A real heart has four chambers. Freshly oxygenated blood comes surging into the heart’s left auricle and is pumped out by the left ventricle to meet the needs of the whole body. It comes back exhausted of oxygen into the right auricle and is pumped to the lungs by the right ventricle for a renewed supply of oxygen. Next it returns refreshed to the left auricle to continue on in a constant cycle.

If you think about it, love, too, has four major stages. The first (left auricle) is Caring. This is that warm feeling you have inside toward anyone or anything. The second (left ventricle) is Sharing. It’s how you express those feelings by giving something away: your time and efforts, material things, or just a sincere compliment or word of thanks or even a smile. The third stage (right auricle) is Repairing. This means taking responsibility, admitting mistakes, saying I’m sorry, and setting things right if you can. Sometimes clots appear at this point and cause dangerous obstructions in the flow of love. To continue, however, the fourth stage (right ventricle) is Forgiving and Forbearing. This means neither getting mad nor getting even. It means neutralizing and dumping grudges clear out of your system. Then of course, you’re ready to continue the constantly fresh surge of Caring and Sharing from your happy and healthy heart.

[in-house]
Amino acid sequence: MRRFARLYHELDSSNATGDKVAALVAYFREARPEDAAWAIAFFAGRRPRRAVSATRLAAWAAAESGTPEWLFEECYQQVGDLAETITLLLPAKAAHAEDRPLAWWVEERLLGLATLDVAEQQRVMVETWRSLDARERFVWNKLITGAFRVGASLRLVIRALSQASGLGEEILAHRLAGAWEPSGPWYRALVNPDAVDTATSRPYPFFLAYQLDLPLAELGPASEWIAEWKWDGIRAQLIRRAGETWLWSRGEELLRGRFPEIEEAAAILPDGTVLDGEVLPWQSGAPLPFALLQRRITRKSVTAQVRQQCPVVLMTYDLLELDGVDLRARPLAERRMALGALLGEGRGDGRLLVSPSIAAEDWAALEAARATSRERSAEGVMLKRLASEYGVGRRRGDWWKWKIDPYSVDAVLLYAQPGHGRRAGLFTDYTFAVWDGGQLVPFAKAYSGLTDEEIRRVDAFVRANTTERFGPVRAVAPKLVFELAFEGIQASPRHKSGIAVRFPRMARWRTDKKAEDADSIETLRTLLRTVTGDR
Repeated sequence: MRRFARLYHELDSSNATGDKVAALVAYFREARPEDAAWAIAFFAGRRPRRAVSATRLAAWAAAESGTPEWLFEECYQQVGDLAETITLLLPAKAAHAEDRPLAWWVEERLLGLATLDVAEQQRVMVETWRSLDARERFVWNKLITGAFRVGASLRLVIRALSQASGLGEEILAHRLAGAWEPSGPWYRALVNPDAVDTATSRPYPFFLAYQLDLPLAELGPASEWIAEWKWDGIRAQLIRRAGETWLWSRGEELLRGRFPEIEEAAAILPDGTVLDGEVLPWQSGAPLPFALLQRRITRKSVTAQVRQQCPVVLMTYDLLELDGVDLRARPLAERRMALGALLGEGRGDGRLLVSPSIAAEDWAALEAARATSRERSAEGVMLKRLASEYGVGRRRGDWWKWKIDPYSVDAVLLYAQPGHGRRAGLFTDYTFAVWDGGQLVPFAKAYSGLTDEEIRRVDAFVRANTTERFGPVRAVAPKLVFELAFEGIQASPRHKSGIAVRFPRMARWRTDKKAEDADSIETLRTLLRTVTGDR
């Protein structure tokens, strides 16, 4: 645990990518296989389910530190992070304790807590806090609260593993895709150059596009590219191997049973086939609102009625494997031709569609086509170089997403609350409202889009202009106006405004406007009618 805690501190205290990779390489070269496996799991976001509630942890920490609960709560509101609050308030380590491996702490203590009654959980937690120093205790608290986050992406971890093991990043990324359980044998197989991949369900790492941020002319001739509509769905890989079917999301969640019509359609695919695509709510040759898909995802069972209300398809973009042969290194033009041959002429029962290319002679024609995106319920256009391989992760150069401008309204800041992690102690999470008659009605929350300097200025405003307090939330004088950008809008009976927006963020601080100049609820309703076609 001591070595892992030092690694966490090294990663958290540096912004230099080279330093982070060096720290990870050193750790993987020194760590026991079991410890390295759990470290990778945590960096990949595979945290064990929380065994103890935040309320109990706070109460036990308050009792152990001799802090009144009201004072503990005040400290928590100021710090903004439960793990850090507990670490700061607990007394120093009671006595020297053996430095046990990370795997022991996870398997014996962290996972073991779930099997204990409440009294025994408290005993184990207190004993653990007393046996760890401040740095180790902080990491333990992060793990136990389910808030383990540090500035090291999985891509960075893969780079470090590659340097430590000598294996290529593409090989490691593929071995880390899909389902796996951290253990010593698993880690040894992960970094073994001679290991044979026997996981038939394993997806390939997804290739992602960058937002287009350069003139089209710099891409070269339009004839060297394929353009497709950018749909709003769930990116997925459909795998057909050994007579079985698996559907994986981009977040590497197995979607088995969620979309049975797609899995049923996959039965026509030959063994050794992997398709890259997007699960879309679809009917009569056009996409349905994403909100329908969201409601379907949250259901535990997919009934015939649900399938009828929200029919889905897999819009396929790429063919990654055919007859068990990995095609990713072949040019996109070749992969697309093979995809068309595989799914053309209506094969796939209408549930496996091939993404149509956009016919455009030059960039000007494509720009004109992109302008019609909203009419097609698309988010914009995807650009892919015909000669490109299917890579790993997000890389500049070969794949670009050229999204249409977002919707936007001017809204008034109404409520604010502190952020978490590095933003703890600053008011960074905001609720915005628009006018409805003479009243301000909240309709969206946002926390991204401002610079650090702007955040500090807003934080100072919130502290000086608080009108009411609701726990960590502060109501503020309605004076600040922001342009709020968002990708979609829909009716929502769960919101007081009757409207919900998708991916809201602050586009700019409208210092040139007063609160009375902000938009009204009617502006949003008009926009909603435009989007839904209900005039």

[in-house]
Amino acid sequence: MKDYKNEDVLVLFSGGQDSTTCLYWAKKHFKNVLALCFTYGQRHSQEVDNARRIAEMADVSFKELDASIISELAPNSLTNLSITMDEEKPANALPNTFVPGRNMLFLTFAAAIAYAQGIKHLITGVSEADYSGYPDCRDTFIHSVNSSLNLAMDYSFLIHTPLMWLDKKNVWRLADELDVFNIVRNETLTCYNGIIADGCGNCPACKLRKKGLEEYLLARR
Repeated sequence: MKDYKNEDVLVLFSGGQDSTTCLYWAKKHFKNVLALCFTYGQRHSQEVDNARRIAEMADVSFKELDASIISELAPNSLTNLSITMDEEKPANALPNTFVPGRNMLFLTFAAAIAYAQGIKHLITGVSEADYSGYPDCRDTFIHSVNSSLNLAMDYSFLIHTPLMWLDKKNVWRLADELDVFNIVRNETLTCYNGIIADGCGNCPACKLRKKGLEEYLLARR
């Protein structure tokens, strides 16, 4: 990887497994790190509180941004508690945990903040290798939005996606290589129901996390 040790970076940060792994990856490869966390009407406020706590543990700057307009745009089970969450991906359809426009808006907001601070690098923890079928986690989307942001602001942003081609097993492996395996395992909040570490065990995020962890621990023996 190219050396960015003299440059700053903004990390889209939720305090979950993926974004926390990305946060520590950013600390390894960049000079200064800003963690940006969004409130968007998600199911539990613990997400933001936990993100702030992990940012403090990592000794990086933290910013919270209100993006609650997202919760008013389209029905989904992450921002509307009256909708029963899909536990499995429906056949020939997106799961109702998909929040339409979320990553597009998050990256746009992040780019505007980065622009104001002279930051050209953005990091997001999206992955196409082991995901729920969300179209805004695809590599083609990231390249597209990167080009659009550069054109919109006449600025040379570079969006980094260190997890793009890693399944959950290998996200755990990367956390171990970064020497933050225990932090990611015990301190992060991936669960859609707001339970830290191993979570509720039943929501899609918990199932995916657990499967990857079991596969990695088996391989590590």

Marion Fowler

Back from Camp Kesem

Dan just got back from a week at Camp Kesem, Stanford Branch. He is pretty dirty and took pride in the fact that he only changed his socks once during the week. I think Emily is going to give him some Scotchbrite when he takes his shower tonight.

When asked if he had a favorite counselor, Dan answered that they all were. (Camp Kesem has one counselor to every two campers, so that’s quite a few favorites.)